Yes, the big games need to be there let's be honest, the power PS Vita packs in would be wasted without them but simply bringing across franchises designed for the living room and expecting them to fly on Vita just won't wash.
Uncharted, for instance, is something of a mess. It looks sublime, but it's a clunky experience that requires hours of dedicated play at a time to play through.
As a friend recently pointed out to me, the fact the same moves can be triggered by using the device's physical buttons, the touchscreen on and front and even the touchpad on the back is an utter nonsense.
Taking advantage of the hardware does not mean utilising each feature it presents without cause or reason. Indeed, few players are going to set aside the time needed to master each and every control set up Uncharted presents.
People sitting on the bus, in bed, or even on the sofa taking on a handheld game have made their choice as to the kind of game they want to play. By and large, if they wanted a big console-like blockbuster, they'd have turned on their console.
There's absolutely no advantage to playing a hacked-up take on the Uncharted franchise on your Vita when you could and probably already have played the real versions on PS3.
Take on the tablet
But old habits die hard. In my view, the bare bones of PS Vita still offer much promise. It's fortunes to date, however, have simply been hampered by a platform holder that knows not just what it has on its hands.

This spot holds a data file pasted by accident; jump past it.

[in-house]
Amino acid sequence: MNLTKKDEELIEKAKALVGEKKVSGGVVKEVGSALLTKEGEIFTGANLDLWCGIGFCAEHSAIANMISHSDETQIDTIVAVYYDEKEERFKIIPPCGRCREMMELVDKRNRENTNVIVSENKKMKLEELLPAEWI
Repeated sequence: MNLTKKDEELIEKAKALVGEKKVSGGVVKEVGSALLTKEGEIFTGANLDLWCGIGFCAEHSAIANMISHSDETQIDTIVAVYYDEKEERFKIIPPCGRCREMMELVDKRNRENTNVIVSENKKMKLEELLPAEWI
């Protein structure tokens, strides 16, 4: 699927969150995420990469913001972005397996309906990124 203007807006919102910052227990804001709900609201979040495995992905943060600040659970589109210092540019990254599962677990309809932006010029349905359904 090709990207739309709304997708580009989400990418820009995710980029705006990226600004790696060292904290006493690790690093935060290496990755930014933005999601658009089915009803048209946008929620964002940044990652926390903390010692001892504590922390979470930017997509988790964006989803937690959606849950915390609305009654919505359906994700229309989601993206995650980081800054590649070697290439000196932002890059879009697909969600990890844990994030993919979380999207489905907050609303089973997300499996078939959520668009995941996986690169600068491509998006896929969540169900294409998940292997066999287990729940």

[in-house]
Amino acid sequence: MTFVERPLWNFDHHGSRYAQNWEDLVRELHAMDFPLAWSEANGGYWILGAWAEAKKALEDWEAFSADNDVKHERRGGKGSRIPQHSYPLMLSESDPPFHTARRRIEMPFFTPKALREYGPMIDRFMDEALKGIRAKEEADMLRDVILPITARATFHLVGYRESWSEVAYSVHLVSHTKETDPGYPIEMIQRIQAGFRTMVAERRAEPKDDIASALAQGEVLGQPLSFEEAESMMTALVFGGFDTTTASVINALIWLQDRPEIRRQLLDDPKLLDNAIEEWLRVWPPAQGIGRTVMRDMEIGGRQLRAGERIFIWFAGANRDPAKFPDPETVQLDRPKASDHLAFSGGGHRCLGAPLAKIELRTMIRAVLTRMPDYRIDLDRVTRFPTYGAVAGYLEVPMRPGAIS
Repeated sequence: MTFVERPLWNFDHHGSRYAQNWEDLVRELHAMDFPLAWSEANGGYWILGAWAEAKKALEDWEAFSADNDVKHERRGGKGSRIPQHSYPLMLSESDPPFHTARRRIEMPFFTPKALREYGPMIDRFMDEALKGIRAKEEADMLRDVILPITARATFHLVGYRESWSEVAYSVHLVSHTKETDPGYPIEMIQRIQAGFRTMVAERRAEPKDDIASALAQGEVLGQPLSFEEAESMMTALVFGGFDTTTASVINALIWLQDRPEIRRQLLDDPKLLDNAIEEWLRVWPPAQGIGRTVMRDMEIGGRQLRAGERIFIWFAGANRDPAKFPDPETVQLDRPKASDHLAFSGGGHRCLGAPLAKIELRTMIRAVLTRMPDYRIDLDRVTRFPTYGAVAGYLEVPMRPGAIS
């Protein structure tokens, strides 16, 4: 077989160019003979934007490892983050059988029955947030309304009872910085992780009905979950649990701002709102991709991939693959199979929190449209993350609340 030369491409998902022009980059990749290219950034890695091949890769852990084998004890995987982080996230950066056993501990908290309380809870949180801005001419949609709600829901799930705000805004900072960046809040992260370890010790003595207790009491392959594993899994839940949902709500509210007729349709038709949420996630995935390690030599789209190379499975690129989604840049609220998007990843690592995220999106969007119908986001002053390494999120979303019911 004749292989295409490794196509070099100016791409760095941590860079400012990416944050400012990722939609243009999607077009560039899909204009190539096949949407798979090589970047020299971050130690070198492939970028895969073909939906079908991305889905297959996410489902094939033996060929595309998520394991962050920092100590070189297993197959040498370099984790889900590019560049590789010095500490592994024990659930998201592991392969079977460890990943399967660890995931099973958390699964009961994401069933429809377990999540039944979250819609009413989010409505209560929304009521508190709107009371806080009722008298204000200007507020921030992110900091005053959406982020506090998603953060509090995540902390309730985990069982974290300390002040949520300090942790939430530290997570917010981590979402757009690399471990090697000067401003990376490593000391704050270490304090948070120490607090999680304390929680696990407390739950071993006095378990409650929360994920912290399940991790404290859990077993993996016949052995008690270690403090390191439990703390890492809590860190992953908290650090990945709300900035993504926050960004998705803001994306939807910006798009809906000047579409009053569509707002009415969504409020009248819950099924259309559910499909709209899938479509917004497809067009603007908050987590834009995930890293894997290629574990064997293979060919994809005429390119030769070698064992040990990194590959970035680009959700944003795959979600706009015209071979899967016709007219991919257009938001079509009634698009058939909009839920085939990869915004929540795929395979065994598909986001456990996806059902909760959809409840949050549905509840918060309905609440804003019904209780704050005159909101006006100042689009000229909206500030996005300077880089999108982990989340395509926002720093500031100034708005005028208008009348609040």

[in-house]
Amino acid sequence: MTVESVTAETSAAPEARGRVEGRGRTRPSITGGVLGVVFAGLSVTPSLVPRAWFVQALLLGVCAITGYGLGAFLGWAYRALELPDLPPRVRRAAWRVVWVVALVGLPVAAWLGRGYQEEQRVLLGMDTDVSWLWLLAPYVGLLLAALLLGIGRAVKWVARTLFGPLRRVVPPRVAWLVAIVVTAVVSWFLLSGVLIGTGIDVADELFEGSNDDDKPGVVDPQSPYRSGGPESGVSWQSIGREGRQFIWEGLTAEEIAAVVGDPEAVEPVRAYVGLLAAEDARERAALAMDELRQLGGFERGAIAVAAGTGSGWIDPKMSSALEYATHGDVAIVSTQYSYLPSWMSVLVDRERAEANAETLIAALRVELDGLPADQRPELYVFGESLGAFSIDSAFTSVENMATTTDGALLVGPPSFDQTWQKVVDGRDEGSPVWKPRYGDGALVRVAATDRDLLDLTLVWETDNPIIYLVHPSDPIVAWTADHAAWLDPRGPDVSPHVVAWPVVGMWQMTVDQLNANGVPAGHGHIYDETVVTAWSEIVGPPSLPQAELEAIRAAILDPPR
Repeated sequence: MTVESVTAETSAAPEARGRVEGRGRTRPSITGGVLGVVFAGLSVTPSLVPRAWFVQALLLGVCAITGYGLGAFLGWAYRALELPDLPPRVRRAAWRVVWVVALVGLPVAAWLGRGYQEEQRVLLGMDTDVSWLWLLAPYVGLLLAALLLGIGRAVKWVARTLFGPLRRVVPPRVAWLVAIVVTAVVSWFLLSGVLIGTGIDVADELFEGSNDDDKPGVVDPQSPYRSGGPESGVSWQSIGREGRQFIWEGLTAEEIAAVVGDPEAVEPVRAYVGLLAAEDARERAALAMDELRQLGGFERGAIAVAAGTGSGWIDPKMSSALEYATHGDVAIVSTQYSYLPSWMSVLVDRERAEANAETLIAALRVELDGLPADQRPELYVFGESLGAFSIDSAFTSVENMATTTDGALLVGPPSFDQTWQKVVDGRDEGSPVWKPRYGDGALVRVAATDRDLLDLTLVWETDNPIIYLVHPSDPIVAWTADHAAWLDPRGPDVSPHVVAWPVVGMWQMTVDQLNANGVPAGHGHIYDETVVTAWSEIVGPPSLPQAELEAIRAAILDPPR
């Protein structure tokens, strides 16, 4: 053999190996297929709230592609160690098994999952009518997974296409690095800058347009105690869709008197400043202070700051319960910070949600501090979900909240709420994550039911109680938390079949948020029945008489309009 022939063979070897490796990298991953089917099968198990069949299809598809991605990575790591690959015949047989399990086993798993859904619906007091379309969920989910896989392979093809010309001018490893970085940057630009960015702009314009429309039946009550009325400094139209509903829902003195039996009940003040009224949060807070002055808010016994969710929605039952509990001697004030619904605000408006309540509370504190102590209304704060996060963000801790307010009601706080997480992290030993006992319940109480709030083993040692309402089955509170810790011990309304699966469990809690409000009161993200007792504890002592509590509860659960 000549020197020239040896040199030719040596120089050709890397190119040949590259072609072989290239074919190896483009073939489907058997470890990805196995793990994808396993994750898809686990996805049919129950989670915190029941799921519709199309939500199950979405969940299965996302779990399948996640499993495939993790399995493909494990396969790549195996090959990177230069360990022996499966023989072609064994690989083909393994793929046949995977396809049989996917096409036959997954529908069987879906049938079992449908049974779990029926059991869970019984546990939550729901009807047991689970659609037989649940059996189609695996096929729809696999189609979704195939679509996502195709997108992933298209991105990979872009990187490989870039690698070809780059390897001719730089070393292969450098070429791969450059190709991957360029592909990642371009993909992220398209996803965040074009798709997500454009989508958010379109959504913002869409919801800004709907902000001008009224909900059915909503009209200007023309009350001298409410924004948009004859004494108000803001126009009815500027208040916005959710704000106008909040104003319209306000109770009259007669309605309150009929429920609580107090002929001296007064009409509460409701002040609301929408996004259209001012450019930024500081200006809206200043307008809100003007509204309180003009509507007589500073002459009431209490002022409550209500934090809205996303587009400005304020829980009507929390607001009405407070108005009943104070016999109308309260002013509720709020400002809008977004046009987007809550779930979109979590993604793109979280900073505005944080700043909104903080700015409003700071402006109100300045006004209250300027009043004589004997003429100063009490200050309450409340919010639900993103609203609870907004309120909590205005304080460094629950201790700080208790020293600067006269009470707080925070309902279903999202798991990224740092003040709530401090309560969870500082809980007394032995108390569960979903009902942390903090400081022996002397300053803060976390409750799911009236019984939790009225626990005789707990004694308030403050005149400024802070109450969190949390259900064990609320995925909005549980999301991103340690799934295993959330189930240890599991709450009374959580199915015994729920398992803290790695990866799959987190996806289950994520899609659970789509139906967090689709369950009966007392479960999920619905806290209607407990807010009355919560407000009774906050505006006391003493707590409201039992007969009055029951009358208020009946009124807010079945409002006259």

PS Vita needs to put aspirations to take on traditional handhelds and home consoles aside - what it needs to do is square up to tablets, offering a comparable software lineup in the process.
Like tablets, Vita is not a mobile phone, and while its screen isn't as big as your average 10-inch slate, the hardware behind it is just as glorious, if not more so.
Compared to most tablets, actually looks rather cheap, and if Sony had worked on getting mobile developers on board at an earlier stage, the device could have launched with a PlayStation Mobile store better equipped to deal with the App Store and Google Play.
Strike off partnering with a traditional games retailer snap up a deal with an electronics store, or - hell - maybe even a supermarket. Pitch this device at the kind of people who, post smartphone, are actually looking to play games on the go.
For far too long Sony has seen its handhelds as an extension of it home consoles. That's a fallacy that needs to be put to bed now - mobile has proved that there are consumers enough interested in portable play out for PS Vita to stand on its own feet.
Call of Duty: Black Ops - Declassified was critically panned
If anything, it's Vita that should be defining Sony's games division, not PS3.
The portable market has never been as big as it is now. People playing games on the go is not a rarity travel on the tube in London for even 5 minutes, and you'll see multiple people tapping and swiping away on their smartphones. This is the market Sony should be talking to.
As such, it's daft to write PS Vita off it's utterly saveable, even if its sales are lower than even the most pessimistic of commentators projected pre-launch.
The device itself is not the problem. The company behind it is.